During roasting, coffee produces special substances phenylindans, which prevent the development of Alzheimer’s and Parkinson’s diseases, the Canadian research team from the Krembil Research Institute and the University of Toronto found out. The findings of scientists published on the portal ScienceDaily.
The authors studied three types of coffee: light roast, and dark roast with or without caffeine. It turned out that the last two samples prevented the age-related decline in cognitive abilities characteristic of Alzheimer’s and Parkinson’s diseases. This meant that a positive effect is not caffeine, but another compound produced during frying.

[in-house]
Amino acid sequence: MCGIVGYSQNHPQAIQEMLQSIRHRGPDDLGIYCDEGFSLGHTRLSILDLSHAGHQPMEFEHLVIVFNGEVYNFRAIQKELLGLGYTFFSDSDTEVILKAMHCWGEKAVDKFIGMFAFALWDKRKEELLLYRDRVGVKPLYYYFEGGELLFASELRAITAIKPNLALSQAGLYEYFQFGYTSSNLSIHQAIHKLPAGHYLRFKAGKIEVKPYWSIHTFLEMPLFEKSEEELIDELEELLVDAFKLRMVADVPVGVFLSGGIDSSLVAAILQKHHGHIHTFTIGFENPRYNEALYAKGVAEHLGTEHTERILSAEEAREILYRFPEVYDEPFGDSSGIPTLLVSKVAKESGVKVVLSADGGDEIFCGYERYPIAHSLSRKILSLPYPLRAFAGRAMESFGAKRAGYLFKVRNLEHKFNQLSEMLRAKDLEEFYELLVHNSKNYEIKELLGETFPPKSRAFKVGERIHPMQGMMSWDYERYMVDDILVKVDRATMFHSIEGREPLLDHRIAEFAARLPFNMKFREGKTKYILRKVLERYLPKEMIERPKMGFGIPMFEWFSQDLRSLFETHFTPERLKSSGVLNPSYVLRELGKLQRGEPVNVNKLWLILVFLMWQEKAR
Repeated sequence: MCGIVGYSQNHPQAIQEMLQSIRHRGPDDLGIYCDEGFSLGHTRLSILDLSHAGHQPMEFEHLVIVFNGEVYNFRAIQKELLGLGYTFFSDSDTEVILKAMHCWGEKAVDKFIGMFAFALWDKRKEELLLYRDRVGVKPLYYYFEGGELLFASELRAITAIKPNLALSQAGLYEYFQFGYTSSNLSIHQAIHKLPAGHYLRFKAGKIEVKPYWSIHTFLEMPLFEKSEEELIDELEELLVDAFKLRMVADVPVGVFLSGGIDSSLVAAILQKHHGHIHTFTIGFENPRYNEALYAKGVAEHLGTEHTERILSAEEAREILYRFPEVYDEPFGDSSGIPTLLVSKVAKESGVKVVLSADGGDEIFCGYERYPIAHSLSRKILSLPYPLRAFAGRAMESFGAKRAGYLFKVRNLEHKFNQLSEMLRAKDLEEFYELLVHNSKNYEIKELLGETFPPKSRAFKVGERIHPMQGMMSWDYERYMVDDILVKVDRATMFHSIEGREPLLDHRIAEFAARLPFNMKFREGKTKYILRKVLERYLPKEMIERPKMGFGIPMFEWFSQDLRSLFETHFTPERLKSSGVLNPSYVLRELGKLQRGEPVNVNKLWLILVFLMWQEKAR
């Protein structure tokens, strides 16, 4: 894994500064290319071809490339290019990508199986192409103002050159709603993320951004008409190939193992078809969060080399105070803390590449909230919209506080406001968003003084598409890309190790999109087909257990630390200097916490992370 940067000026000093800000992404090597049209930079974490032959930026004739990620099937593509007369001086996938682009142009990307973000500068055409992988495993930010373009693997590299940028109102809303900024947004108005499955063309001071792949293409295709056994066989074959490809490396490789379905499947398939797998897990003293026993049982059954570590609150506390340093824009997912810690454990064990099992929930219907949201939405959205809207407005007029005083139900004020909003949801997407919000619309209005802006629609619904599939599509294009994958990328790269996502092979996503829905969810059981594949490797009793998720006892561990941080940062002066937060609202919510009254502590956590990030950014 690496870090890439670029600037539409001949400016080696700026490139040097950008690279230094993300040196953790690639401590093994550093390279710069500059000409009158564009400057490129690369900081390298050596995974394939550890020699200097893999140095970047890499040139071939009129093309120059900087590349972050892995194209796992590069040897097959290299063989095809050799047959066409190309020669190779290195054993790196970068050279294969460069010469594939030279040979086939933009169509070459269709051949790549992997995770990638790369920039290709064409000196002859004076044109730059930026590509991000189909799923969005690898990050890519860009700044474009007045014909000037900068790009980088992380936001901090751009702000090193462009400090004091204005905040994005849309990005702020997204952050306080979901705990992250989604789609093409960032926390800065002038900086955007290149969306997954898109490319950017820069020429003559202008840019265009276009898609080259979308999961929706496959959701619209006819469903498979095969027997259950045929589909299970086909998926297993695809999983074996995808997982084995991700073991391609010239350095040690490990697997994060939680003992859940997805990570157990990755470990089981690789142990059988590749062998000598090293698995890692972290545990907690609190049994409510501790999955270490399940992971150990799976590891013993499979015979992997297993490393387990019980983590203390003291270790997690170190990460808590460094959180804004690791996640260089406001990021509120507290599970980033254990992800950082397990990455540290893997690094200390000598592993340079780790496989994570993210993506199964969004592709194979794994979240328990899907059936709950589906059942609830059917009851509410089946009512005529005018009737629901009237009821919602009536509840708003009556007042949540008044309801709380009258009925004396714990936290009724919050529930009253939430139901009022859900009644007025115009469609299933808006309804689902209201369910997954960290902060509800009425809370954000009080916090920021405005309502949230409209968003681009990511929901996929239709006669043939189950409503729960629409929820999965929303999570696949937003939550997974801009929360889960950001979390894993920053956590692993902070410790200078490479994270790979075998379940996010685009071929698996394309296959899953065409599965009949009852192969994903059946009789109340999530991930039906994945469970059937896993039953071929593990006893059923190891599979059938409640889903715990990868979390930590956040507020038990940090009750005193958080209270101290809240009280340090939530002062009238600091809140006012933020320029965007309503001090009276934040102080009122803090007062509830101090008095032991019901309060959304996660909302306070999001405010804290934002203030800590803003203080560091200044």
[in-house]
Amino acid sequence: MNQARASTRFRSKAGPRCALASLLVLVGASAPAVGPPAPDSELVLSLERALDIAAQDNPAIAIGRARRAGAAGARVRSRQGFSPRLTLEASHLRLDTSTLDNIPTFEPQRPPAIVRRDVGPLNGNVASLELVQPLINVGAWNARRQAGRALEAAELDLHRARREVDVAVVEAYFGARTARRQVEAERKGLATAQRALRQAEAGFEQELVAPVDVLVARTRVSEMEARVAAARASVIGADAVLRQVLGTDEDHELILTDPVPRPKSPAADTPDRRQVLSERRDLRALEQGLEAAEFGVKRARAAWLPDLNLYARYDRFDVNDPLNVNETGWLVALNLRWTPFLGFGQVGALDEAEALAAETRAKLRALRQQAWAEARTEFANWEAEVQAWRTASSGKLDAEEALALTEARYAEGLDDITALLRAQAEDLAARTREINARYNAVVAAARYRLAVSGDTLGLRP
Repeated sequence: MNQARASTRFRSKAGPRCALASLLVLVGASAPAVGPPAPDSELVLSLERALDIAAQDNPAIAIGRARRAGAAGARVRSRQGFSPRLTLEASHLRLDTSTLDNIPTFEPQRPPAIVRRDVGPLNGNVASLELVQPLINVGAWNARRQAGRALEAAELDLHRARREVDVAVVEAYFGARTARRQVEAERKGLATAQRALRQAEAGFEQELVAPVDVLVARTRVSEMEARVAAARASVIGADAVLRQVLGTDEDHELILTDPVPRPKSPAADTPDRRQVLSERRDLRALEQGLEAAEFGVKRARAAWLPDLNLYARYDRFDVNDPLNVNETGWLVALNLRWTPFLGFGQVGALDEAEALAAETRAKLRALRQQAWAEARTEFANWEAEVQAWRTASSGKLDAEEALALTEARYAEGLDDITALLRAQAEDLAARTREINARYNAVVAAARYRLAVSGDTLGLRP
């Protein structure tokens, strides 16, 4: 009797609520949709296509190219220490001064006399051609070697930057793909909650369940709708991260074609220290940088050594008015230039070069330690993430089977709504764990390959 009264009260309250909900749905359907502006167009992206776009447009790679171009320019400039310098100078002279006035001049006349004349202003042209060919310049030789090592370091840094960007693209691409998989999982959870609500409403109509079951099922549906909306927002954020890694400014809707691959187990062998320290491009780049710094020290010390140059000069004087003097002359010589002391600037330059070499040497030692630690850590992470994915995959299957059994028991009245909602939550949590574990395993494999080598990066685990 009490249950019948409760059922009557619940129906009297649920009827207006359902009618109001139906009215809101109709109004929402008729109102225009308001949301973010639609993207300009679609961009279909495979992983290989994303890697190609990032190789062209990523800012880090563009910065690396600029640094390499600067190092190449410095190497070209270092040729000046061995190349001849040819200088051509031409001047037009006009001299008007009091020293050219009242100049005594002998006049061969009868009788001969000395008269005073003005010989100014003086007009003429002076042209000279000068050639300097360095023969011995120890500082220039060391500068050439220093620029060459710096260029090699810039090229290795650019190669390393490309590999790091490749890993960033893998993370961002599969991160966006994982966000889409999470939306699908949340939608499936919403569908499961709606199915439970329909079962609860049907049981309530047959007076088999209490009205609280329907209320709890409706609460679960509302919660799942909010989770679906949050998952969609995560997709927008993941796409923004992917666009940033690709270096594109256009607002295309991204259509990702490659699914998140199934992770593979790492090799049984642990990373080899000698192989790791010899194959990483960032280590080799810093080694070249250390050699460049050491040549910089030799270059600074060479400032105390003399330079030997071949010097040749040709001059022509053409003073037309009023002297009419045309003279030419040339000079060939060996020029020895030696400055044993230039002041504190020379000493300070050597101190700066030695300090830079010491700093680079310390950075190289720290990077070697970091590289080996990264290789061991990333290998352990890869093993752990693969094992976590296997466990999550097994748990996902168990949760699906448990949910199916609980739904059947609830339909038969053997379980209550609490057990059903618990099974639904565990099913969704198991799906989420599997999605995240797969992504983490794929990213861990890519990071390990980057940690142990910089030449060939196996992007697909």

The antioxidants phenylindans turned out to be such a substance. They prevent the formation of so-called amyloid plaques – neurofibrillary tangles that enhance dementia.
“The phenylindans are unique in that they are the only compound studied in the work that prevents – or rather inhibits – the accumulation of beta-amyloid and tau proteins <...> characteristic of Alzheimer’s and Parkinson’s,” one of the authors of Donald Weaver.